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Local craft beer festival to throw block-party style bash this year

Local craft beer festival to throw block-party style bash this year

Jack McLaughlin

Your Labor Day plans may have just become a whole lot more fun. That’s because Bexley Brewfest is returning this year in a bigger and better than ever block-party format.

First held in 2019, the event—which began as a fundraiser for Alzheimer’s research—saw over 500 guests alongside a litany of different brewery stalls, food trucks, and vendors together in the front lawn of Bexley’s iconic Jeffrey Mansion.

And while the festival proper wasn’t held in 2020 due to COVID-19 (virtual beer bundles were sold instead), this year, organizer and founder Tim Pitts is making up for lost time. And then some.

“We raised over $10,000 our first year, and I remember my first thought was that we definitely wanted to do it again, and better if we could,” he said. “So I sat down with [Bexley Mayor Ben Kessler], and we decided to combine the Brewfest with the annual Bexley Labor Day celebration.”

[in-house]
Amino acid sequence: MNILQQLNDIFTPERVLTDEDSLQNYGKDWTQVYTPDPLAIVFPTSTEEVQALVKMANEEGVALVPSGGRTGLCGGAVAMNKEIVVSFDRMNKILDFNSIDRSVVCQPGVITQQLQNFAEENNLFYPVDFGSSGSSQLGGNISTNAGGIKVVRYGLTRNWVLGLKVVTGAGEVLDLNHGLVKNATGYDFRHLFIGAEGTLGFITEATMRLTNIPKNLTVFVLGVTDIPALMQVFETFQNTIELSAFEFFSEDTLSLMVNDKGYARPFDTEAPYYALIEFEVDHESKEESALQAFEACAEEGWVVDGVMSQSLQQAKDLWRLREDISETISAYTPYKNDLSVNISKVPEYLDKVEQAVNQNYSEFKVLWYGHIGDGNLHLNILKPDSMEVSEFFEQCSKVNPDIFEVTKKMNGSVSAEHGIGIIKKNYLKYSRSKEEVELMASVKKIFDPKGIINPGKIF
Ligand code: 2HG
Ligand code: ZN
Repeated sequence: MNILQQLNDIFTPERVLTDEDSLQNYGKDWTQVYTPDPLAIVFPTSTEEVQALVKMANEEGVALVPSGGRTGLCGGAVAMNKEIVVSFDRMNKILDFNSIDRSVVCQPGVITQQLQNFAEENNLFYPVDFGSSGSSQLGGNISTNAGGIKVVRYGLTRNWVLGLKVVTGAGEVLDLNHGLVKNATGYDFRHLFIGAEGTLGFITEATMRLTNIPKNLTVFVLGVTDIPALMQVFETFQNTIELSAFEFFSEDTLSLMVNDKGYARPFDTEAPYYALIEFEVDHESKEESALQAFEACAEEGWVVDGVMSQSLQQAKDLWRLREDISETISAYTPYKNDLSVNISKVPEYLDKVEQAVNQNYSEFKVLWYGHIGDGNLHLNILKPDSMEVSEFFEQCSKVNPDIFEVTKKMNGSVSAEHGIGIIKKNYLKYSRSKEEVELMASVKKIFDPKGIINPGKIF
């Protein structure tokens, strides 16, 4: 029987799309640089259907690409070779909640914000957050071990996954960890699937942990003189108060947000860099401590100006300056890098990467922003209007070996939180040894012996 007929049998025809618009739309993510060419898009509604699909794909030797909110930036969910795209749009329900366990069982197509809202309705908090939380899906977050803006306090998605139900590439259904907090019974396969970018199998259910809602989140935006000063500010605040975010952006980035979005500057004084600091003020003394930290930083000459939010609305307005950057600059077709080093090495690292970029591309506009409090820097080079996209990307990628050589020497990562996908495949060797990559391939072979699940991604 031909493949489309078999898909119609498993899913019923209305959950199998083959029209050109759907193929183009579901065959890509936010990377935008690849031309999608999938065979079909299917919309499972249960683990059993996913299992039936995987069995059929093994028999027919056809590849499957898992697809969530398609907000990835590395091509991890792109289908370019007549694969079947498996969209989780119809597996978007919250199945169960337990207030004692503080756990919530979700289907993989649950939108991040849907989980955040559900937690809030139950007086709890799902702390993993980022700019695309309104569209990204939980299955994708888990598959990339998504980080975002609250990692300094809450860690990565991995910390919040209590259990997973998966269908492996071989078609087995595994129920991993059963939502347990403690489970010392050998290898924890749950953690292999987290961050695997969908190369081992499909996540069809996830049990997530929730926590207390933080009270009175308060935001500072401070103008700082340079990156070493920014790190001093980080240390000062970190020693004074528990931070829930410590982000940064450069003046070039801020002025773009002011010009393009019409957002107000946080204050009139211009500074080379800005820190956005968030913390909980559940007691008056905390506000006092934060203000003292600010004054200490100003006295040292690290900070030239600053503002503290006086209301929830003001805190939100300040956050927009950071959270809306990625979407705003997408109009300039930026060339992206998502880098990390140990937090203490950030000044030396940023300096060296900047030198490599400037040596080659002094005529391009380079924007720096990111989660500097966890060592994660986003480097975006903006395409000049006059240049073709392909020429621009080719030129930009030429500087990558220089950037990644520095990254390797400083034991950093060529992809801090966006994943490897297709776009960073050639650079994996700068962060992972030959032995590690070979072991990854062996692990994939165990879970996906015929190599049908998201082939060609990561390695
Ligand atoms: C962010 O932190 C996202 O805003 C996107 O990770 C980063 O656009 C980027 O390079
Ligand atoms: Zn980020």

And like the city’s Labor Day festivities, this means Bexley Brewfest 2021—-scheduled for Sunday, Sept. 5– will be held in block-party style. According to Pitts, a several-block stretch of Main Street will be barricaded off to host the gathering.

“I believe this is the first time they’ve shut down Main St. for an event like this in years,” Pitts said. “So we’re really excited.”

Tickets for the event can be purchased through the Brewfest website, or by going here

The Bexley Brewfest will feature even more beer this year as well, with stalls from over 25 different craft breweries, such as Rhinegeist, Buzzsaw, Wolf’s Ridge, Land-Grant, and many more. A full list of the participating beermakers can be found here

Each brewery will be pouring two different specialty beers. Additionally, an owner, brewer, or employee from each spot will be on-site to discuss their brews with visitors.

And no matter what the name says, you don’t need to love beer to attend. “We’re also having a few seltzers, ciders, and wine available,” said Pitts. “We got feedback on that after our first year and want to make sure everyone’s happy.”

Food trucks, local vendors, and even live music will also be present throughout the celebration, which runs from 3 p.m. until 8 p.m.

So with good beer, hot food, and live music all together in a block-party style celebration, we can’t think of a better farewell to this summer.

If you like this, read: 614 Day: How the capital city’s celebration looks to reignite your passion for Columbus


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